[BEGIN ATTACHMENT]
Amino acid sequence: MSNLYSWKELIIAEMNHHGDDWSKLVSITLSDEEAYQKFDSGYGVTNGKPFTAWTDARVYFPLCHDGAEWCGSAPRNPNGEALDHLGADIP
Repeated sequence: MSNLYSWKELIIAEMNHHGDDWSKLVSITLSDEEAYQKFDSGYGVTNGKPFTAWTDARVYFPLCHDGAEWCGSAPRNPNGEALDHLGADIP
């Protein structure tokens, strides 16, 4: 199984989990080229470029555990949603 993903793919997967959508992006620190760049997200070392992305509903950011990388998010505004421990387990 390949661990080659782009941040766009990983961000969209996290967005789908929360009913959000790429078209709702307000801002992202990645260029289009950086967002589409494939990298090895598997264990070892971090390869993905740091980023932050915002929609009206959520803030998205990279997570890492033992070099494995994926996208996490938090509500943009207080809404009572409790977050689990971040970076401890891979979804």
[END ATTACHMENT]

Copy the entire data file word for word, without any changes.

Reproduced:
Amino acid sequence: MSNLYSWKELIIAEMNHHGDDWSKLVSITLSDEEAYQKFDSGYGVTNGKPFTAWTDARVYFPLCHDGAEWCGSAPRNPNGEALDHLGADIP
Repeated sequence: MSNLYSWKELIIAEMNHHGDDWSKLVSITLSDEEAYQKFDSGYGVTNGKPFTAWTDARVYFPLCHDGAEWCGSAPRNPNGEALDHLGADIP
């Protein structure tokens, strides 16, 4: 199984989990080229470029555990949603 993903793919997967959508992006620190760049997200070392992305509903950011990388998010505004421990387990 390949661990080659782009941040766009990983961000969209996290967005789908929360009913959000790429078209709702307000801002992202990645260029289009950086967002589409494939990298090895598997264990070892971090390869993905740091980023932050915002929609009206959520803030998205990279997570890492033992070099494995994926996208996490938090509500943009207080809404009572409790977050689990971040970076401890891979979804």